Objector owns residential property at 224 South Highland Avenue, which is adjacent to the subject property, as well as various other properties in the vicinity of the subject property. Objector testified that patrons of Applicant's proposed restaurant will place an additional strain on existing on-street parking. Objector also testified the noise and potential garbage from the rooftop deck will hinder his business interests. Objector also raised invasion of privacy concerns associated with the rooftop deck.

In its decision, the ZBA determined Applicant's proposal satisfied the applicable Zoning Code criteria governing special exceptions for its proposed restaurant and associated off-site parking. See Sections 911.04.A.57 (relating to restaurant use in an LNC zoning district) and 914.06.G.2a (relating to off-site parking) of the Zoning Code. As such, the ZBA granted the requested special exceptions, subject to the following conditions: the proposed rooftop deck shall be screened from adjacent properties and the screening shall be reviewed by the zoning administrator prior to building permit approval; Applicant shall provide acoustic metal panel soundproofing material as identified in one of Applicant's exhibits; and, Applicant's proposal is subject to site plan review in accordance with applicable Zoning Code requirements. Notably, despite a passing reference to Section 922.07 of the Zoning Code, the ZBA made no findings regarding the general special exception criteria set forth in Section 922.07.D.1(2)(a)-(g) of the Zoning Code. Objector and Donovan appealed to the Court of Common Pleas of Allegheny County (trial court).

Without taking additional evidence, the trial court affirmed. Objector now appeals to this Court.*fn2

At the outset, we note that an applicant seeking a special exception has both the duty of presenting evidence and the burden of persuading the ZBA its proposed use satisfies the Zoning Code's objective requirements for the grant of a special exception. Manor Healthcare Corp. v. L. Moreland Twp. Zoning Hearing Bd., 590 A.2d 65 (Pa. Cmwlth. 1991). Once an applicant meets its burden of proof and persuasion, a presumption arises the proposed use is consistent with the health, safety and general welfare of the community. Id. The burden then normally shifts to any objectors to present evidence and persuade the ZBA the proposed use will have a generally detrimental effect on health, safety and welfare. Id.; Yarnall v. Allen, 444 A.2d 1335 (Pa. Cmwlth. 1982). The evidence presented by objectors must show a high probability the use will generate adverse impacts not normally generated by this type of use and that these impacts will pose a substantial threat to the health and safety of the community. Greaton Props., Inc. v. L. Merion Twp., 796 A.2d 1038 (Pa. Cmwlth. 2002).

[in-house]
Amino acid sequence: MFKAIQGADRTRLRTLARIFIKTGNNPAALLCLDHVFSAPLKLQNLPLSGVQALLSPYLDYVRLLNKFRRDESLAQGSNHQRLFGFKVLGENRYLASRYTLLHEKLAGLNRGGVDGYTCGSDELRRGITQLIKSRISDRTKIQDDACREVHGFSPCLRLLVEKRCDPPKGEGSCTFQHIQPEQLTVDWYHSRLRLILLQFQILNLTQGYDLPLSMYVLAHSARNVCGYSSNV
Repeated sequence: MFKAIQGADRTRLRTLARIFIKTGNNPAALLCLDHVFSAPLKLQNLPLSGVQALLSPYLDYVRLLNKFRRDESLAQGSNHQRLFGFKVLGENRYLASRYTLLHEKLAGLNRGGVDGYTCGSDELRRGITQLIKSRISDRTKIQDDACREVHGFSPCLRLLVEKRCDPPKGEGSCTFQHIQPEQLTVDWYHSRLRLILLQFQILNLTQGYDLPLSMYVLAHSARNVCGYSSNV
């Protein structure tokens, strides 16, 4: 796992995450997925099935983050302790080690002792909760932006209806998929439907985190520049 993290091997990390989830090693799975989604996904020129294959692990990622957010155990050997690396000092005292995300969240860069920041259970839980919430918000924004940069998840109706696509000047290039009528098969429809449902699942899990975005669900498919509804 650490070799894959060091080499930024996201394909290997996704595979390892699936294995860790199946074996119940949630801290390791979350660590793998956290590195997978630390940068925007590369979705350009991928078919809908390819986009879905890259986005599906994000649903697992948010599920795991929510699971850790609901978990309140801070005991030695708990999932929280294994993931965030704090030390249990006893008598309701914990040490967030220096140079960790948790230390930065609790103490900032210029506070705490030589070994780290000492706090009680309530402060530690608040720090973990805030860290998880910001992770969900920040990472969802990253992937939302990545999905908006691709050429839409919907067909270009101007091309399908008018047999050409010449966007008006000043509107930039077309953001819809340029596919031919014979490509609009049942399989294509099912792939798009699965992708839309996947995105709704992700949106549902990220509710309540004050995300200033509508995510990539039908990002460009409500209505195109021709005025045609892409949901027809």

Section 922.07.D.1 of the Zoning Code sets forth the general criteria governing the grant of special exceptions. It provides (with emphasis added):

The [ZBA] shall approve Special Exceptions only if (1) the proposed use is determined to comply with all applicable requirements of this Code and with adopted plans and policies of the City and (2) the following general criteria are met:

(a) That the development will not create detrimental visual impacts, such that the size and visual bulk of the proposed development is determined to create an incompatible relationship with the surrounding built environment, public streets and open spaces and land use patterns;